You are hereHome >
Emelia Breen’s D’var torah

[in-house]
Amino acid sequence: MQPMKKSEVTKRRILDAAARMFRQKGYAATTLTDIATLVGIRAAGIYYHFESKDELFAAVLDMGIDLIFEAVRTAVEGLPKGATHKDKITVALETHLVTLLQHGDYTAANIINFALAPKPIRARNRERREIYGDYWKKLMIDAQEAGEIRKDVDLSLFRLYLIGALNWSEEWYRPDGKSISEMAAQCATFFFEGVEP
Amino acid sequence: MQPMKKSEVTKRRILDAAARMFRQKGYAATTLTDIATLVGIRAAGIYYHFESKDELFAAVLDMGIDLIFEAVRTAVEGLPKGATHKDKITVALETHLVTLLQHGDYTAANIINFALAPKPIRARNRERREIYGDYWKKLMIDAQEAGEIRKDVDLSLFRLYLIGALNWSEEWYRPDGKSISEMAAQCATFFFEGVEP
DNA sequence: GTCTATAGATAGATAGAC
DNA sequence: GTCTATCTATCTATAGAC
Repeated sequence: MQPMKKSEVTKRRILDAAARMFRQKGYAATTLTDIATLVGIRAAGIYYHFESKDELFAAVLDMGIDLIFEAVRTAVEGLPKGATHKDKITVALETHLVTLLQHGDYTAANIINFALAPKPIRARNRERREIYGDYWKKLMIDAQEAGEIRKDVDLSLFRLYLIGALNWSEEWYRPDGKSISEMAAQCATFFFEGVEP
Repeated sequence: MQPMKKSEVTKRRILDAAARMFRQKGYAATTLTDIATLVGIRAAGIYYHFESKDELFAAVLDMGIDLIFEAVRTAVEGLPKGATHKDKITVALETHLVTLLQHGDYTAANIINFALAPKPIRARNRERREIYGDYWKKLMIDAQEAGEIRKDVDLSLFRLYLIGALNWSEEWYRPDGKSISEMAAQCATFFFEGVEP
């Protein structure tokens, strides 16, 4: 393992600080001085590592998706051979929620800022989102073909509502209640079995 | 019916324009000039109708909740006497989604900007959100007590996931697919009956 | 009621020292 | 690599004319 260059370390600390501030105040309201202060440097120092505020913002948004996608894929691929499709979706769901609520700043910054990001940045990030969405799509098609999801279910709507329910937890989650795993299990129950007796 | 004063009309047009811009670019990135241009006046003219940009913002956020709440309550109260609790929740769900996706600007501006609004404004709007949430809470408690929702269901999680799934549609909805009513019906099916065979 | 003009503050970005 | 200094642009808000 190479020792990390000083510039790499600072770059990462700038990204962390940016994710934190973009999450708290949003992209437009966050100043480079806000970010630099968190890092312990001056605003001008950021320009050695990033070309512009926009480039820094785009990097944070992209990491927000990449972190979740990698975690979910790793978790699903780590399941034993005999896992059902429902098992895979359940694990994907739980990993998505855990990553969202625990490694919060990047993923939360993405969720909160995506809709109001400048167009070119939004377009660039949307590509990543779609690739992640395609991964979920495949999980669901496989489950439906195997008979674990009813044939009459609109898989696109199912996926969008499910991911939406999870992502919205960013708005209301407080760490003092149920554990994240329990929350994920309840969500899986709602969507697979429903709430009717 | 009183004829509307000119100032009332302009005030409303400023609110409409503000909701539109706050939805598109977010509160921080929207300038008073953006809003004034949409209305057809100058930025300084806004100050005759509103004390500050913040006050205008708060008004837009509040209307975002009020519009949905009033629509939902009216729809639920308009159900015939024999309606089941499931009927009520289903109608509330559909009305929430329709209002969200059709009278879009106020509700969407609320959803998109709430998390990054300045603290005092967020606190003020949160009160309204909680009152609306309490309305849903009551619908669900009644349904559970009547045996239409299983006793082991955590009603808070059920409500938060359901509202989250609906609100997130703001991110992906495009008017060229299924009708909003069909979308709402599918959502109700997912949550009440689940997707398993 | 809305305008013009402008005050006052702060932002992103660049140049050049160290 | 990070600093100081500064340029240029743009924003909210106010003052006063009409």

Hi, my Torah portion is Tazria-Metzora, about all kinds of purity and impurity. The section of the portion I found most interesting was the part about leprosy, which also relates to purity in many ways. In biblical days, when you had leprosy you were considered impure and may have been sent away from the community which feared contamination. All of the consequences and cures were very intriguing to me. I found it appalling that people were actually sent away from their communities and sent into isolation until healed because of a disease. I would think that they would want to help the person in need get better, and I don’t think being sent to live on their own was very helpful. But then again if someone is really sick and is so contagious that who ever comes near them gets the disease and it becomes an epidemic, maybe this system would work. Even today, we hear debates about when and how to quarantine people with certain diseases. How do we interpret purity and impurity today? Is illness impurity? Is dirt impurity? Are guilt and sin forms of impurity? I think these are very important questions. As I was saying before, in Biblical times when someone was “impure” (for instance, someone who had leprosy or had just given birth) they were sent away. In our day, we don’t usually send people away. When my father was sick with cancer our family and friends were always there to help him and us, whether it was taking me and my brother for a few nights or even hours or being there for my mom and dad. Our friends and family also helped the part of my father’s sickness that was spiritual by being there for him, letting him know we cared about him, that we loved him, we were there for him always and forever no matter what happened. This was very important, and different from the doctors who helped him physically by giving him treatments and medicine. In biblical times these roles were combined: the priest was a spiritual and communal leader and also played the role of the doctor and therapist. By doing so he helped the sick spiritually, mentally and physically. Jewish commentators have many different views on these ideas. Chassidic teachings explain that tumah (spiritual impurity) takes place when a person has an “absence of holiness”. The Kotzker Rebbe thinks along the same lines: He said that the definition of tumah is the negative filling of a vacuum, left after G-d has left the Jewish soul. But a check of the word impure in the thesaurus will give you words such as contaminated, corrupt and unclean. Rabbi Shraga Simmons thinks that is why so many people think the word tumah means spiritually undesirable or dirty. Throughout history leprosy was seen as impure, but there are many other ways people interpret it. Some people think of it as an illness, and it was seen as very contagious. I think that the Biblical disease “tzara’at” (most commonly translated as leprosy) was a spiritual disease caused when a person was impure in some way. It could have been the person was impure, or that the person felt impure. This could have been physically, or mentally impure, I believe that depends on the person or what the person has done. For example, someone might feel impure when they have not bathed for days, or someone may feel impure when they are feeling guilty because of actions or thoughts. In biblical times (or even now) guilt may have come from eating a non-kosher food or otherwise disobeying G-d. My biggest sense of guilt came a couple of summers ago when I accidentally insulted my grandparent’s friend Anita. Once I knew I had hurt her feelings, I felt guilty, or what I am calling impure. But once I had apologized and gotten her forgiveness I didn’t feel as guilty, it was like I was becoming pure again. But before I apologized I felt many different feelings including fear, guilt, dread, anxiety and shame. I think that sometimes when people do really hurtful things to the people they love the most they can go into a depression that may even lead to physical impurity. Jews have rituals we do to “rid” ourselves of impurity. Where we used to give sacrifices to the priest, now on Rosh Ha’Shana, those who have sinned (or have become impure) over the course of the year, throw breadcrumbs into the water as a symbol of becoming pure again. We also have prayers for the sick, in hope they will get better, or become “pure” again. I think in our society people like to feel good about themselves and these rituals help them feel pure hence making them feel good. Over the past few months I have spent a lot of time studying this portion and I have learned a lot from it. What stands out to me most it what purity really means. As I was saying about the Kotzer Rebbe, sometimes impurity can be understood as the absence of G-d. Some people feel that G-d is the key to purity. I am not sure I know when or if God is in my presence, so I don’t feel impurity as the absence of G-D. It seems to me that in biblical times, becoming pure was something anyone could do, no matter what status they held. In Tazria-Metzora G-d gives the option of offering a sheep or 2 doves to return to purity. This makes it seem that returning to purity was this big thing that only wealthy people can do, because they would have the money or the sheep or doves. But even poor people could offer what little they had and they would still be giving an offering and therefore still becoming pure. To me, in our day, purity is still in all our hands. I think purity now means doing the right thing. This could be owning up to your actions or acting with honesty, respect and kindness to the people you love. There is still impurity too: You are or can be physically or spiritually impure when you feel like you have done something very wrong or feel very sick, but I think each person should decide how to understand and correct their own impurity. In this world there are many ways of becoming impure and there are many forms of impurity. And we are able to return to purity without priest or rabbis. We can pray alone, we can do Tashlich (the throwing of the bread on Rosh Ha’Shana) without a rabbi and we can apologize to the people we insult. We all need to find in ourselves the best or right way that will help us become pure. PAUSE Thank-you to my mother who been very supporting, loving and especially helpful through this whole process and life, also thanks to Leah Oppenheim, my tutor who has taught me so much and stuck with me the whole time and thanks to Rabbi Lipmann for helping me with everything.